According to a virtue It is important to recognise the inner moral goodness courage yourself to think morally. Considering the sensitivity of this situation and complexity. I will think about Mathews mental health because I have such as sensitivity, understanding, compassion and liberality because of the virtues. Being considerate that subject like HIV can be very sensitive, I will think about referring him to counselling. Where he can revaluate and think about what he really wants. If he does not tell his partner about his condition is he having protected sex or taking precautions, taking in to mind he has been with his partner for 4 years. He is obliged to tell his partner the truth about his condition. Ethically he should disclose to his partner. It is up to him to decide what he wants to do after this. I believe that Mathew will come to terms with the fact that he should tell his partner the truth and I have confidence in him he will with the right support and encouragement. Fear of losing his partner and being lonely may cloud his thoughts but the decision of getting the help of counselling and revaluation and moving away from his partner for a while, he will go through this process and it will give help him reflect.

On the other hand, for instance, from the perspective of virtue ethics, I am acting as a virtuous person would act, but in this case, I the social worker has competing duties too, to both confidentiality and public health/safety. Justice is one of the main virtues but is it more just to maintain confidentiality and risk the individual remaining a potential risk to the health of others, including his partner, or to break confidentiality in the interests of public health. As a professional in the middle of such a situation it is not clear how I should act. I have done the best I could do as a virtue social worker, not forgetting, this will not eliminate the risks, nor it will make it doubtless. As a social I have advised him what the consequences can be If he does not disclose it to his partner, because there are potential victims and risks to others’ lives. Hence keeping a close eye on his case and tracking how much time, we have given Mathew with counselling and coming to a decision while his away from his partner.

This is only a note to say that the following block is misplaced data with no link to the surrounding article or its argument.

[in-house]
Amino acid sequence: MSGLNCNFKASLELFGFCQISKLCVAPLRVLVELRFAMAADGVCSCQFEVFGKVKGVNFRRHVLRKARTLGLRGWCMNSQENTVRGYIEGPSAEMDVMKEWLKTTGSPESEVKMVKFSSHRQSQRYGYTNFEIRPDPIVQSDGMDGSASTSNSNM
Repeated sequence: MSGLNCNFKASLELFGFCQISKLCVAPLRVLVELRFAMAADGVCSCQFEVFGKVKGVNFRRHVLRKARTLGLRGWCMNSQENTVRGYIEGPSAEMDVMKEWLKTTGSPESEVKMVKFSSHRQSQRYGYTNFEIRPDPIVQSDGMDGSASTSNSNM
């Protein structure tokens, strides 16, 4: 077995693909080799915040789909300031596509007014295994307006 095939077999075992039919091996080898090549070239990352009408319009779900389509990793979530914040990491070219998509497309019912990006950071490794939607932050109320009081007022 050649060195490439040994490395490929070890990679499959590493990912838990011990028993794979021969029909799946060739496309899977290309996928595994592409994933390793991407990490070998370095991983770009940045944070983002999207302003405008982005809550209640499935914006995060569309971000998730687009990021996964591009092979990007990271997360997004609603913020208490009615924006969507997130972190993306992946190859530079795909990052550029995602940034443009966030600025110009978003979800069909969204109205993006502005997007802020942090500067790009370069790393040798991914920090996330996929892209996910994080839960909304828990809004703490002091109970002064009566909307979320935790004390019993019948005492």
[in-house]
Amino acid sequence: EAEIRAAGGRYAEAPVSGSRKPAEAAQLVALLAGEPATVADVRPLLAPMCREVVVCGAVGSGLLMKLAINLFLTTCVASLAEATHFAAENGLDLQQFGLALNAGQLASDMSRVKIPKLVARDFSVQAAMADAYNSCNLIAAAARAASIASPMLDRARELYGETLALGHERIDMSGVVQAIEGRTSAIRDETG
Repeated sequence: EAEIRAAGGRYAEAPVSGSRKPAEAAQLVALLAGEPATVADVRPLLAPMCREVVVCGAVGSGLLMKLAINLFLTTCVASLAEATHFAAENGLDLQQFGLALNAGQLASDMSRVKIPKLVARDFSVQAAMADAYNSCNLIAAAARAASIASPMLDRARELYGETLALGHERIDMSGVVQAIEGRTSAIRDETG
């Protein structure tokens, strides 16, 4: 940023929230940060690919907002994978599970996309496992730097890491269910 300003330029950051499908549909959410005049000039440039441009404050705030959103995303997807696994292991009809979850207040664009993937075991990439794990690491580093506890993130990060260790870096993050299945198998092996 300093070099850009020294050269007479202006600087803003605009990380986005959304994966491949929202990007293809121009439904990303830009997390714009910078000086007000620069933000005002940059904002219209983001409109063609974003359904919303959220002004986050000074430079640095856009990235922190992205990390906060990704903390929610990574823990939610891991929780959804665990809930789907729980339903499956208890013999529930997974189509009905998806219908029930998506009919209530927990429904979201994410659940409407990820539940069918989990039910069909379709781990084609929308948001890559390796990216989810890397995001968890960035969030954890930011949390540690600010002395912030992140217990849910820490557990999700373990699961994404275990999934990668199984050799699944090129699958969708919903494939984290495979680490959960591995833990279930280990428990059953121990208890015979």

An article by Adams (2009), in which he states that, when dealing with a situation we are uncertain about and want act with integrity. We should get help from someone who has a necessary virtue and more knowledge. consequentialism would be another perspective. This is a teleological hypothesis and the overwhelming theory in this school of thought is utilitarianism. Utilitarianism is a moral theory first put forward by Jeremy Bentham. (1748-1832) and further developed by John Stuart Mill (1806-1873). Two cases of consequentialism are utilitarianism and hedonism. Utilitarianism judges results by a “biggest useful for the best number” standard. Whereas Hedonism, says something is “great” if the result produces “pleasure” or avoids “pain”. (Akhtar,2013) Utilitarianism is that an action right if it produces the greatest good for the greatest number. According to the utilitarian /consequentialist theory, I will encourage Mathew to tell his partner about his HIV dieses, thinking about the consequences in Mathews case, there are many obstacles of disclosing the information to his partner and there is potential outcome of not disclosing.